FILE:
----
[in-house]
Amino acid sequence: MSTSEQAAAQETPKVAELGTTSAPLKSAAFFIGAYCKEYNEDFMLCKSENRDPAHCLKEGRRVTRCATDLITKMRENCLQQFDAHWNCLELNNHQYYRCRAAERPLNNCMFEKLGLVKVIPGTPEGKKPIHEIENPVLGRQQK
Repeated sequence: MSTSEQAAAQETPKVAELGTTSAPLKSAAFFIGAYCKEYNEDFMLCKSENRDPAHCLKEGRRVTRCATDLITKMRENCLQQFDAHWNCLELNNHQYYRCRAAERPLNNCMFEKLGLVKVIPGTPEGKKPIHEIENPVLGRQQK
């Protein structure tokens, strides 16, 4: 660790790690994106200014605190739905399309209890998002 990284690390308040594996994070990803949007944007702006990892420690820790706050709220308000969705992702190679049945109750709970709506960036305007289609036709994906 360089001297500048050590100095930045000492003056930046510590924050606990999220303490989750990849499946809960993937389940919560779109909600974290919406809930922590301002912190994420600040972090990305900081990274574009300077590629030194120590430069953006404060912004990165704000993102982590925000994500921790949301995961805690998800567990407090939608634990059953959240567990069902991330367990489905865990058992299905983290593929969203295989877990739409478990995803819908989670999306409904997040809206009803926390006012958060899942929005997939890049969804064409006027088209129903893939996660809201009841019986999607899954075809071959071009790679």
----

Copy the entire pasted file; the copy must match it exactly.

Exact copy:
[in-house]
Amino acid sequence: MSTSEQAAAQETPKVAELGTTSAPLKSAAFFIGAYCKEYNEDFMLCKSENRDPAHCLKEGRRVTRCATDLITKMRENCLQQFDAHWNCLELNNHQYYRCRAAERPLNNCMFEKLGLVKVIPGTPEGKKPIHEIENPVLGRQQK
Repeated sequence: MSTSEQAAAQETPKVAELGTTSAPLKSAAFFIGAYCKEYNEDFMLCKSENRDPAHCLKEGRRVTRCATDLITKMRENCLQQFDAHWNCLELNNHQYYRCRAAERPLNNCMFEKLGLVKVIPGTPEGKKPIHEIENPVLGRQQK
């Protein structure tokens, strides 16, 4: 660790790690994106200014605190739905399309209890998002 990284690390308040594996994070990803949007944007702006990892420690820790706050709220308000969705992702190679049945109750709970709506960036305007289609036709994906 360089001297500048050590100095930045000492003056930046510590924050606990999220303490989750990849499946809960993937389940919560779109909600974290919406809930922590301002912190994420600040972090990305900081990274574009300077590629030194120590430069953006404060912004990165704000993102982590925000994500921790949301995961805690998800567990407090939608634990059953959240567990069902991330367990489905865990058992299905983290593929969203295989877990739409478990995803819908989670999306409904997040809206009803926390006012958060899942929005997939890049969804064409006027088209129903893939996660809201009841019986999607899954075809071959071009790679």